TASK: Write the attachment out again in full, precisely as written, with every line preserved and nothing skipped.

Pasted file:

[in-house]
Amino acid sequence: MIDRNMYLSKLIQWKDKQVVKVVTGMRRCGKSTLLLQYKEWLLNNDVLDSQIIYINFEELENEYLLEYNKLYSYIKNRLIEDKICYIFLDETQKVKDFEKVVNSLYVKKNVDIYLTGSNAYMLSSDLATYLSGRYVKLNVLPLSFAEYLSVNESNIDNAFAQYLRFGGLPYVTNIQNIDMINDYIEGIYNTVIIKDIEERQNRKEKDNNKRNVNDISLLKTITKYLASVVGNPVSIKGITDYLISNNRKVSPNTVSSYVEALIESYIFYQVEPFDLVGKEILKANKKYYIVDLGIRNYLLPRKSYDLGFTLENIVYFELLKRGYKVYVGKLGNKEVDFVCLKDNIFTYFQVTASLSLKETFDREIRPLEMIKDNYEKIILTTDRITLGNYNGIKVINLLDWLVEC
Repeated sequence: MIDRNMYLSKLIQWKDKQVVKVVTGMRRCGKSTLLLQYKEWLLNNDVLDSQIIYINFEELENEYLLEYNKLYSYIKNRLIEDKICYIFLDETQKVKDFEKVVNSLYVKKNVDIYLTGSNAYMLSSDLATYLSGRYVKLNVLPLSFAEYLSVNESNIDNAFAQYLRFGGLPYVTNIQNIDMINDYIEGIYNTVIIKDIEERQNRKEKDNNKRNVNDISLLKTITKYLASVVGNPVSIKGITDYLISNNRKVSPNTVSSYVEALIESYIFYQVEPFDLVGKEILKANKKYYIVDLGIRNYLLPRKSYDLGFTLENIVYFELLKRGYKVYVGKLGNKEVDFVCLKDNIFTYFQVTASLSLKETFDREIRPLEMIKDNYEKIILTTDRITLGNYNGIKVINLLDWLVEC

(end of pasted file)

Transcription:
[in-house]
Amino acid sequence: MIDRNMYLSKLIQWKDKQVVKVVTGMRRCGKSTLLLQYKEWLLNNDVLDSQIIYINFEELENEYLLEYNKLYSYIKNRLIEDKICYIFLDETQKVKDFEKVVNSLYVKKNVDIYLTGSNAYMLSSDLATYLSGRYVKLNVLPLSFAEYLSVNESNIDNAFAQYLRFGGLPYVTNIQNIDMINDYIEGIYNTVIIKDIEERQNRKEKDNNKRNVNDISLLKTITKYLASVVGNPVSIKGITDYLISNNRKVSPNTVSSYVEALIESYIFYQVEPFDLVGKEILKANKKYYIVDLGIRNYLLPRKSYDLGFTLENIVYFELLKRGYKVYVGKLGNKEVDFVCLKDNIFTYFQVTASLSLKETFDREIRPLEMIKDNYEKIILTTDRITLGNYNGIKVINLLDWLVEC
Repeated sequence: MIDRNMYLSKLIQWKDKQVVKVVTGMRRCGKSTLLLQYKEWLLNNDVLDSQIIYINFEELENEYLLEYNKLYSYIKNRLIEDKICYIFLDETQKVKDFEKVVNSLYVKKNVDIYLTGSNAYMLSSDLATYLSGRYVKLNVLPLSFAEYLSVNESNIDNAFAQYLRFGGLPYVTNIQNIDMINDYIEGIYNTVIIKDIEERQNRKEKDNNKRNVNDISLLKTITKYLASVVGNPVSIKGITDYLISNNRKVSPNTVSSYVEALIESYIFYQVEPFDLVGKEILKANKKYYIVDLGIRNYLLPRKSYDLGFTLENIVYFELLKRGYKVYVGKLGNKEVDFVCLKDNIFTYFQVTASLSLKETFDREIRPLEMIKDNYEKIILTTDRITLGNYNGIKVINLLDWLVEC